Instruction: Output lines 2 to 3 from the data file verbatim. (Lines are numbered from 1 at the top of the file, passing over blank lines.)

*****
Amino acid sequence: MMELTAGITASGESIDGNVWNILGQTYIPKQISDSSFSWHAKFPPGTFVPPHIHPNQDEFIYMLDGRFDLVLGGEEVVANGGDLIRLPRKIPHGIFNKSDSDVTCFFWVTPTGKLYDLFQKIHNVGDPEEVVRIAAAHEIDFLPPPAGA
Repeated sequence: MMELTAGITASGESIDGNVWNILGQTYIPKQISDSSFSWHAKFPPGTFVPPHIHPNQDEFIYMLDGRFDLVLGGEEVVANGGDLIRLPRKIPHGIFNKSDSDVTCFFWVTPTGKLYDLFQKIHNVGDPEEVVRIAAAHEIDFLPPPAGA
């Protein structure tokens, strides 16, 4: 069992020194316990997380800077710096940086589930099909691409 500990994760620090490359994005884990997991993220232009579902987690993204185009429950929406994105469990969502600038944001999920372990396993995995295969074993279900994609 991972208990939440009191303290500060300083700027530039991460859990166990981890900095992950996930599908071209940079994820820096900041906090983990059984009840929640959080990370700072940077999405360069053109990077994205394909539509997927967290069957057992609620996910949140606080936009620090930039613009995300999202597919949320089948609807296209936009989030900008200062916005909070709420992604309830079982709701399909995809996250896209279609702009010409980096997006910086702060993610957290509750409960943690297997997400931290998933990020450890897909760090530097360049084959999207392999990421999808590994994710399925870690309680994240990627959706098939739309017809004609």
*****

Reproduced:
Repeated sequence: MMELTAGITASGESIDGNVWNILGQTYIPKQISDSSFSWHAKFPPGTFVPPHIHPNQDEFIYMLDGRFDLVLGGEEVVANGGDLIRLPRKIPHGIFNKSDSDVTCFFWVTPTGKLYDLFQKIHNVGDPEEVVRIAAAHEIDFLPPPAGA
């Protein structure tokens, strides 16, 4: 069992020194316990997380800077710096940086589930099909691409 500990994760620090490359994005884990997991993220232009579902987690993204185009429950929406994105469990969502600038944001999920372990396993995995295969074993279900994609 991972208990939440009191303290500060300083700027530039991460859990166990981890900095992950996930599908071209940079994820820096900041906090983990059984009840929640959080990370700072940077999405360069053109990077994205394909539509997927967290069957057992609620996910949140606080936009620090930039613009995300999202597919949320089948609807296209936009989030900008200062916005909070709420992604309830079982709701399909995809996250896209279609702009010409980096997006910086702060993610957290509750409960943690297997997400931290998933990020450890897909760090530097360049084959999207392999990421999808590994994710399925870690309680994240990627959706098939739309017809004609």